44 years old, and the whole world knows him by one word..."CRIKEY". Even now it brings a smile and a pleasant thought...(ohhhh boy, what is he up to now?) :eek:
     
  11. Blue Jay

    Blue Jay Well-Known Member

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    Q, thanks for your profound thoughts on death in this thread and the people who "pick up the pieces." This one in particular touches on something I have often wondered. It's as though the person has no right to die unless given permission by the rest of the family. Isn't that the ultimate control issue???

    Just some thoughts.

    BJ
     
  12. seattlegal

    seattlegal Mercuræn Buddhist

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    I think this might have more to do with our K select survival strategy {rather than r-select survival strategy:} it has more to do with concern for the rest of the family to adapt to life without the dying member than it has to do with "the ultimate control," IMHO. {That, and actually having the capacity to care about others.}
     
  13. wil

    wil UNeyeR1 Moderator

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    Namaste BJ, there is some truth to that. And on the flip side I know people who hung on...until someone came in, or the family came in, and gave them permission. One was comatose, the other was 'on her deathbed' for months...once they had 'permission' they went. Another story closer yet to me. I was on the west coast and recieved a call my grandma was ill. That I should come home. By the time I got coast to coast, all of her family except me had been in to see her. I arrived, long hair, bearded from the woods of northern California...she looked at me and didn't recognize me. She had been in and out for days, they told her who I was, she went back to sleep. A little while later she awoke and immediately recognized me, and sat up and talked with us all for a couple hours. My parents said the most animated she had been in days...and that night she made her transition. She wasn't waiting for permission, but she did wait to say her goodbyes to everyone.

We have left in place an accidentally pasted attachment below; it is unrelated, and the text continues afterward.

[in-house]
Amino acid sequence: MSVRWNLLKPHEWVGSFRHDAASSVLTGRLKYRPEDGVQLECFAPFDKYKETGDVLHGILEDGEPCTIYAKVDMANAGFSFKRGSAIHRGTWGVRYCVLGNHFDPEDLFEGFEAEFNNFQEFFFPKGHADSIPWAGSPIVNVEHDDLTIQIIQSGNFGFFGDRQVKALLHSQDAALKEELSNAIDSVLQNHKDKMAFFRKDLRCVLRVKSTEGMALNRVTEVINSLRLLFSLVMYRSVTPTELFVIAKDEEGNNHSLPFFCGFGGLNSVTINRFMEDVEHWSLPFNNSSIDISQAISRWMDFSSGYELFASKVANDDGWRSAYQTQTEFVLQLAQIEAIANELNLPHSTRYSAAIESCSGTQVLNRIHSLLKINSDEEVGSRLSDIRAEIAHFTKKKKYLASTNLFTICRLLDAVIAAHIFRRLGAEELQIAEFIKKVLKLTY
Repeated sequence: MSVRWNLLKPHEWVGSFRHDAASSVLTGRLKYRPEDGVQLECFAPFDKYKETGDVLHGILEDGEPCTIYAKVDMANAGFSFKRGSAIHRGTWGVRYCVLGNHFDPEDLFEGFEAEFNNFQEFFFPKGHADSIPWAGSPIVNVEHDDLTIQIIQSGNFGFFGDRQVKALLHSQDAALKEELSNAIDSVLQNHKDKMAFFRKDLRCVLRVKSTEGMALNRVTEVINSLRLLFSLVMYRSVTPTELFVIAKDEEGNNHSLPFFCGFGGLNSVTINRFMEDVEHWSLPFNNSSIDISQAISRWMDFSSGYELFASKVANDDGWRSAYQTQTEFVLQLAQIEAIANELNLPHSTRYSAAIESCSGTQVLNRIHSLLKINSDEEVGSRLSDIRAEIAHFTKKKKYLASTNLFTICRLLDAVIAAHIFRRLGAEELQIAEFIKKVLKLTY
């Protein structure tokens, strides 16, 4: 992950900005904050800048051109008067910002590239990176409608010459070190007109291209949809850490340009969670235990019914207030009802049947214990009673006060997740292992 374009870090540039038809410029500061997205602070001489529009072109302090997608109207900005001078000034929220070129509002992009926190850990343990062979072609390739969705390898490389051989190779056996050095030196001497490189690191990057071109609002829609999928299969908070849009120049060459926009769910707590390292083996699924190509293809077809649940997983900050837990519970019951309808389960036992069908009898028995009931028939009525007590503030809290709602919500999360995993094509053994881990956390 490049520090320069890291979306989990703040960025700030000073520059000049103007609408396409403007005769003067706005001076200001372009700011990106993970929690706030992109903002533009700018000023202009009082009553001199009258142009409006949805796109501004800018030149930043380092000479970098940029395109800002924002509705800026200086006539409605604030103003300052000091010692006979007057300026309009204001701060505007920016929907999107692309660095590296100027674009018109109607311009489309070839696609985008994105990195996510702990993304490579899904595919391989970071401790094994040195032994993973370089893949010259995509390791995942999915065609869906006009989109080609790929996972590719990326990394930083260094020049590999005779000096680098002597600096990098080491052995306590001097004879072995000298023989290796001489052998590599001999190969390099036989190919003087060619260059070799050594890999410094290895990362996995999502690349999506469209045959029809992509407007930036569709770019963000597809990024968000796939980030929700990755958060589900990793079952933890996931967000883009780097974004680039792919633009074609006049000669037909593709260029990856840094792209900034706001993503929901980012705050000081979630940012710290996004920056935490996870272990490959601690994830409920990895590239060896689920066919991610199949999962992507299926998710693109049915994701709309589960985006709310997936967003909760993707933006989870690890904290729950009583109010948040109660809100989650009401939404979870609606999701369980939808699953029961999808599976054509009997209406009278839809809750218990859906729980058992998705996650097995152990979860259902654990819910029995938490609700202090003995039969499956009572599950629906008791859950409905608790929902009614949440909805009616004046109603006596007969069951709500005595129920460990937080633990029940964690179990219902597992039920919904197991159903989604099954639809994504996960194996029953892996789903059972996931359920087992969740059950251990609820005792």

14. Blue Jay

    Blue Jay Well-Known Member

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    That's beautiful, Wil.
     
  15. neosnoia

    neosnoia Well-Known Member

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    I cried. Felt stupid doing it, not knowing him and all. But nevertheless, I cried.

    http://neosnoia.com/?page_id=280
     
  16. Quahom1

    Quahom1 What was the question?

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    Why feel stupid? No one wants the "hero" to die...ever. Because heroes are supposed to overcome every obstacle. Because it makes us lonely and sort of unprotected...:eek:

    v/r

    Q
     
  17. Postmaster

    Postmaster Well-Known Member

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    Maybe people exaggerate mourning of a death.. Simply because death is one of mans greatest fears.

    How badly would you mourn to the news of hearing your relative divorced (again losing a loved one) compared to there partner dieing.

    You can't force anyone to mourn in any particular way, people react differently to different situations. Above all things respect is what should be given, the kind of respect given is in the best interest of who we are mourning.

    It's said Steve Erwin wanted his death to be broadcasted on TV as a request before he went?
     
  18. Blue Jay

    Blue Jay Well-Known Member

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    Good point. There are ways of losing someone that are far more complicated than death. Death can be a clean break by comparison. All societies have age-old traditions on dealing with death.

    Not to diminish the pain of losing a loved one to death, but to raise awareness that there is suffering over relationships that is just as bad as death and not given half the acknowledgement.

    BJ
     
  19. Quahom1

    Quahom1 What was the question?

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    Not the same. In a divorce the other is still around, walking the earth. Painful, yes. But for different reasons...

    As far as Erwin wanting his death broadcasted...never heard of that, but since it is recorded, I presume one day it will be...:eek:
     
  20. wil

    wil UNeyeR1 Moderator

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    Tears are always such a wonderful release. I was at a workshop during the summer where at one moment the tears flowed like spigots. I avoided the tissues, let them run, in public, nearing 50, male, people watching me...was an interesting experience. No death, no trauma, just pure release...very freeing. Twas a comfortable setting though.